Radical changes to our concept of higher education are inevitable and necessary. The current financial struggles of most universities mark the demise of the old entitlement economics of higher education and of the delivery models that succeeded in that world. But what no one can forecast is what the future system will look like, or more importantly, how it will be brought about.
Since the formation of the University Grants Committee some 90 years ago, the UK system has been shaped by a collusion of institutional self-interest and government funding. Universities were pretty much able to define and deliver higher education as they saw fit. Even the supposed shocks of the 1960s and 1990s, and the influx of new universities, were in practice largely an expansion of the same state-sponsored, supplier-led regime.
Not any more. The Government no longer sees sustaining successful universities as an end in itself. Ministers made this clear in the higher education framework paper, Higher Ambitions: "We shall expect to tie public funding more closely to the delivery of key public policy benefits." Universities are now regarded as one group among many others able to support policy objectives, and increasingly find themselves competing with alternative providers for public funding of teaching, research and knowledge transfer.
What about student-led change? Will we see something similar in higher education to the revolution in the music industry, where networks of subversive users used technology to create an alternative system for meeting their needs, which the mainstream industry has been forced to follow and legitimise? Certainly the growth in high-quality open-source content creates the potential for a user-designed higher education system, and services are already emerging to facilitate and even accredit this modern form of do-it-yourself education.
However, there is - and will remain - more to higher education than access to educational content. Other vital dimensions include the formative experience of learning with peers, the interaction between academic scholarship and "real world" challenges, and the cachet attached to qualifications from well-regarded institutions. These things cannot be provided through DIY learning models.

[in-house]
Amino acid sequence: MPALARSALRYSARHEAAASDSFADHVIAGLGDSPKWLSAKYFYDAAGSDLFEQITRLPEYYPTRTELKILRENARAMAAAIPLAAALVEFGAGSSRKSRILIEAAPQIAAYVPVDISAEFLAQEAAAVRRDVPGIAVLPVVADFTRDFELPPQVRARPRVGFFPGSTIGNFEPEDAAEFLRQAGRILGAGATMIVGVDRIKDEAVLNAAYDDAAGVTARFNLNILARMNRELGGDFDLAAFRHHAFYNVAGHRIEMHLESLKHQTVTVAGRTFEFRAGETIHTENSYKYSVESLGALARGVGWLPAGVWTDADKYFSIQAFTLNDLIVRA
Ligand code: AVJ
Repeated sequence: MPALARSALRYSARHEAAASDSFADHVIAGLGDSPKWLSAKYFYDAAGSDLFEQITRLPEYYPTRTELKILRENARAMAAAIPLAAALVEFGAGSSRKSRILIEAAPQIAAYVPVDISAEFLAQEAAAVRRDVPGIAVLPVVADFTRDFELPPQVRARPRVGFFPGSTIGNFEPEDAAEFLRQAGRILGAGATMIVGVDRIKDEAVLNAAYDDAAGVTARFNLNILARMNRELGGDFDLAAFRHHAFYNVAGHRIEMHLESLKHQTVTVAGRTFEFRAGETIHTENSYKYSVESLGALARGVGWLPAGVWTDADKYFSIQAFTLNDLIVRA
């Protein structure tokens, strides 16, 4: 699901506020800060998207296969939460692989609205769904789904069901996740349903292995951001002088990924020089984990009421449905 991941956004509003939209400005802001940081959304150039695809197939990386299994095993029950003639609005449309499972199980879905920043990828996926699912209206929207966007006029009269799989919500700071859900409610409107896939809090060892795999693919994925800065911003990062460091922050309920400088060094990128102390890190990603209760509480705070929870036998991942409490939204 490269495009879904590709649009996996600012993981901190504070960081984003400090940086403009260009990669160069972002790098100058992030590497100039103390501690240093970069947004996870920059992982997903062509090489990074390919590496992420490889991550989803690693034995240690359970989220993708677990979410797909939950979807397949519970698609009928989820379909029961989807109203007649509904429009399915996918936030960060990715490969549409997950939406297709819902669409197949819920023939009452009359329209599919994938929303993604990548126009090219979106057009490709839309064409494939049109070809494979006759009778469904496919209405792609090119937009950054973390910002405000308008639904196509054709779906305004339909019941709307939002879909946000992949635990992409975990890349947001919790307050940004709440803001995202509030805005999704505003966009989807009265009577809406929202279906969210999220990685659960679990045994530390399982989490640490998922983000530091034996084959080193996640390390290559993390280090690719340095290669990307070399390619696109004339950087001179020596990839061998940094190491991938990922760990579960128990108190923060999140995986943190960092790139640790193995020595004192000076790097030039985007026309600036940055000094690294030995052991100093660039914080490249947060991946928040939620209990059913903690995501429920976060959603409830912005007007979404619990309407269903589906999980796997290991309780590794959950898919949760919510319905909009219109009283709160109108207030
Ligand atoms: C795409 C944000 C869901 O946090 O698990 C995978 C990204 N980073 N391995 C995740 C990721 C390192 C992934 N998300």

Could we envisage a system designed by and for employers? The view of higher education as a grounding for professional employment has become the new orthodoxy, shared by the Government, employers, institutions and students. More than a third of higher education students now follow vocationally related programmes, and all the indications are that this will increase.
But despite their criticisms of current provision, most employers still regard themselves as customers of the outputs of the higher education system, not as funders, and even less as co-providers. As one very large employer put it to us, "we are in the business of business, not of education".
So, we see the Government, students and employers all looking for different experiences and outcomes from higher education, and recognising that universities are no longer the only - or necessarily the most responsive - option. Universities must stop simply asserting their special place in the new world order of higher education and demonstrate it in the terms expected by their customers and paymasters. They must be willing to discard the anachronistic shibboleths that constrain innovation and modernisation.
Encouragingly, we are starting to see successful examples of the possibilities for creative iconoclasm. One example is the establishment of university-based "learning hotels", opening up the community of scholars by inviting academics and practitioners from a range of disciplines to work together on complex problems. Linked with experiments in flexible career paths that encourage academics to combine teaching and research with professional practice, the university becomes a creative meeting place for the interchange of people and ideas.
Other new possibilities are being created through "on-demand" learning models, giving students the freedom to design their own pathways through learning, studying where, when and how it suits them.
The emergence of private-sector specialist providers for different elements of the higher education service chain opens up the prospect of "umbrella" organisations, embracing consortiums of public and private entities that offer more choice and flexibility than self-contained individual providers.
None of these innovations will singularly define the future shape of the system. Some may not work at all. But they serve to remind us that responding to new situations is often about letting go of outmoded assumptions and practices.
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